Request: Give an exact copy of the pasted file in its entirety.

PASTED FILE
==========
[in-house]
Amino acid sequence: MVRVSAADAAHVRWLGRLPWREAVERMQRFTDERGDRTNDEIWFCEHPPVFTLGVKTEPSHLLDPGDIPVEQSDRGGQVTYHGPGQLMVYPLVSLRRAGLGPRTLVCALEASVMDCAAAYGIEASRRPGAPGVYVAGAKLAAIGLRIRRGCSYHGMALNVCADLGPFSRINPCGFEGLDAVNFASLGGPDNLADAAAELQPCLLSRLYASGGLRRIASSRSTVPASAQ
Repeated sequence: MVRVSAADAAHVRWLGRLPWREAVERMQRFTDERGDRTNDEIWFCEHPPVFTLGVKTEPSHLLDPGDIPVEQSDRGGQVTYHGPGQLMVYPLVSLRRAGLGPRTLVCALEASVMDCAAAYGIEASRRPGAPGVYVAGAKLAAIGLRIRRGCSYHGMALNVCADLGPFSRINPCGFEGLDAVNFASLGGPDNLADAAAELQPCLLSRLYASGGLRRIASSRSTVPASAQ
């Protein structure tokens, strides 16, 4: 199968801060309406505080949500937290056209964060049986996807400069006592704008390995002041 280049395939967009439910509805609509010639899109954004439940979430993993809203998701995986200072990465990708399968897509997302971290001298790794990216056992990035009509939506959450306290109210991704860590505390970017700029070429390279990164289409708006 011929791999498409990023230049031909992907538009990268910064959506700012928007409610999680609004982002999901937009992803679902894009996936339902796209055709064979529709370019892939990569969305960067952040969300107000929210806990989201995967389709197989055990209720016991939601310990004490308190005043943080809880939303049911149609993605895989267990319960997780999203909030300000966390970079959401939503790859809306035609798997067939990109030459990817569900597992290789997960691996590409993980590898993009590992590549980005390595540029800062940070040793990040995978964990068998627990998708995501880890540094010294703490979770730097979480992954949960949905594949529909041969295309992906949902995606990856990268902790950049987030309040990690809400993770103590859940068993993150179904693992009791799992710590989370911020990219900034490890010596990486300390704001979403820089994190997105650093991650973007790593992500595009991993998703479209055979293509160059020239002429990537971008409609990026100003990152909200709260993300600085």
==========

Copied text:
[in-house]
Amino acid sequence: MVRVSAADAAHVRWLGRLPWREAVERMQRFTDERGDRTNDEIWFCEHPPVFTLGVKTEPSHLLDPGDIPVEQSDRGGQVTYHGPGQLMVYPLVSLRRAGLGPRTLVCALEASVMDCAAAYGIEASRRPGAPGVYVAGAKLAAIGLRIRRGCSYHGMALNVCADLGPFSRINPCGFEGLDAVNFASLGGPDNLADAAAELQPCLLSRLYASGGLRRIASSRSTVPASAQ
Repeated sequence: MVRVSAADAAHVRWLGRLPWREAVERMQRFTDERGDRTNDEIWFCEHPPVFTLGVKTEPSHLLDPGDIPVEQSDRGGQVTYHGPGQLMVYPLVSLRRAGLGPRTLVCALEASVMDCAAAYGIEASRRPGAPGVYVAGAKLAAIGLRIRRGCSYHGMALNVCADLGPFSRINPCGFEGLDAVNFASLGGPDNLADAAAELQPCLLSRLYASGGLRRIASSRSTVPASAQ
């Protein structure tokens, strides 16, 4: 199968801060309406505080949500937290056209964060049986996807400069006592704008390995002041 280049395939967009439910509805609509010639899109954004439940979430993993809203998701995986200072990465990708399968897509997302971290001298790794990216056992990035009509939506959450306290109210991704860590505390970017700029070429390279990164289409708006 011929791999498409990023230049031909992907538009990268910064959506700012928007409610999680609004982002999901937009992803679902894009996936339902796209055709064979529709370019892939990569969305960067952040969300107000929210806990989201995967389709197989055990209720016991939601310990004490308190005043943080809880939303049911149609993605895989267990319960997780999203909030300000966390970079959401939503790859809306035609798997067939990109030459990817569900597992290789997960691996590409993980590898993009590992590549980005390595540029800062940070040793990040995978964990068998627990998708995501880890540094010294703490979770730097979480992954949960949905594949529909041969295309992906949902995606990856990268902790950049987030309040990690809400993770103590859940068993993150179904693992009791799992710590989370911020990219900034490890010596990486300390704001979403820089994190997105650093991650973007790593992500595009991993998703479209055979293509160059020239002429990537971008409609990026100003990152909200709260993300600085």